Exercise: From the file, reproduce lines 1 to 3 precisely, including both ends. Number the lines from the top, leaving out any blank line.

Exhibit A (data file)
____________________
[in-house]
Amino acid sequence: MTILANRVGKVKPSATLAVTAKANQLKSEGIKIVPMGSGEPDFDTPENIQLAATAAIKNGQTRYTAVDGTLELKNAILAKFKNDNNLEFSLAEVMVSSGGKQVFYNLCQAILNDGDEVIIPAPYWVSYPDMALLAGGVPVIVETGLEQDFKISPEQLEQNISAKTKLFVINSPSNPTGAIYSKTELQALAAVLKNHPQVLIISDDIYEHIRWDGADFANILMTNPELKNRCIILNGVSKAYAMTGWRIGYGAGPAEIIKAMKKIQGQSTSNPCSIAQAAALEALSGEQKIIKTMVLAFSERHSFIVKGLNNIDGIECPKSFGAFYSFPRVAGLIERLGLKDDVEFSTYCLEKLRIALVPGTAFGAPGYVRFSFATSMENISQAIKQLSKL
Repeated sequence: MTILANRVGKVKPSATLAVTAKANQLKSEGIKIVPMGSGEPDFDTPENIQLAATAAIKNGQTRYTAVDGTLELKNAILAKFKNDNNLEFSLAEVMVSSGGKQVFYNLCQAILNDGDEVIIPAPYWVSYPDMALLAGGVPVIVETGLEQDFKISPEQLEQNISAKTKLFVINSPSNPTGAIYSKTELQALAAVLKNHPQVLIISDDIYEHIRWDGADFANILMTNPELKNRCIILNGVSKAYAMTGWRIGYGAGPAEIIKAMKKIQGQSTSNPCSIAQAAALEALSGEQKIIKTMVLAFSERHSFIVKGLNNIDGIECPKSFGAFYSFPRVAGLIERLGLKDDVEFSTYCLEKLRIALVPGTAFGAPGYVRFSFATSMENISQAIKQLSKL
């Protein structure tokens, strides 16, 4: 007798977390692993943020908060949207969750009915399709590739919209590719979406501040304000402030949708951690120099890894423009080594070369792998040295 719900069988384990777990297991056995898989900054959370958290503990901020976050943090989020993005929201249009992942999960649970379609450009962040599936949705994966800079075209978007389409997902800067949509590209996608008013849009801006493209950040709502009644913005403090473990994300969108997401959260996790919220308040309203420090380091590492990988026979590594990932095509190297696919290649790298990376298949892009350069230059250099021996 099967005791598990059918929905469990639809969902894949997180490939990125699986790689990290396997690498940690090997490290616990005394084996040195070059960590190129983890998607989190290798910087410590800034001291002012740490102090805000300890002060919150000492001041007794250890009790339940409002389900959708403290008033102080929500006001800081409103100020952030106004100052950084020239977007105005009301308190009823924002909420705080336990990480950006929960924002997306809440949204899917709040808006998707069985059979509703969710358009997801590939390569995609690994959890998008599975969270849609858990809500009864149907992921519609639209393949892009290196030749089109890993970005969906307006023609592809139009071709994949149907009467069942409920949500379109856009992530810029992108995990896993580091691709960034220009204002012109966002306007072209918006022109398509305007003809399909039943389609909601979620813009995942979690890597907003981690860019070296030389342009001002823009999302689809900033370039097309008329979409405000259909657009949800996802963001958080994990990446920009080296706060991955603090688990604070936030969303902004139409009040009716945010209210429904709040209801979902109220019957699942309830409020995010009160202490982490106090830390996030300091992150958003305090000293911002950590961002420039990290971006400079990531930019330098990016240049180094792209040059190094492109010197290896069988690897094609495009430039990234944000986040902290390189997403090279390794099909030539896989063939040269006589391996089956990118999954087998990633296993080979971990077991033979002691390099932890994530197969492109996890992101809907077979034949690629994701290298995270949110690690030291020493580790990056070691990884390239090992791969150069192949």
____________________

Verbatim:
[in-house]
Amino acid sequence: MTILANRVGKVKPSATLAVTAKANQLKSEGIKIVPMGSGEPDFDTPENIQLAATAAIKNGQTRYTAVDGTLELKNAILAKFKNDNNLEFSLAEVMVSSGGKQVFYNLCQAILNDGDEVIIPAPYWVSYPDMALLAGGVPVIVETGLEQDFKISPEQLEQNISAKTKLFVINSPSNPTGAIYSKTELQALAAVLKNHPQVLIISDDIYEHIRWDGADFANILMTNPELKNRCIILNGVSKAYAMTGWRIGYGAGPAEIIKAMKKIQGQSTSNPCSIAQAAALEALSGEQKIIKTMVLAFSERHSFIVKGLNNIDGIECPKSFGAFYSFPRVAGLIERLGLKDDVEFSTYCLEKLRIALVPGTAFGAPGYVRFSFATSMENISQAIKQLSKL
Repeated sequence: MTILANRVGKVKPSATLAVTAKANQLKSEGIKIVPMGSGEPDFDTPENIQLAATAAIKNGQTRYTAVDGTLELKNAILAKFKNDNNLEFSLAEVMVSSGGKQVFYNLCQAILNDGDEVIIPAPYWVSYPDMALLAGGVPVIVETGLEQDFKISPEQLEQNISAKTKLFVINSPSNPTGAIYSKTELQALAAVLKNHPQVLIISDDIYEHIRWDGADFANILMTNPELKNRCIILNGVSKAYAMTGWRIGYGAGPAEIIKAMKKIQGQSTSNPCSIAQAAALEALSGEQKIIKTMVLAFSERHSFIVKGLNNIDGIECPKSFGAFYSFPRVAGLIERLGLKDDVEFSTYCLEKLRIALVPGTAFGAPGYVRFSFATSMENISQAIKQLSKL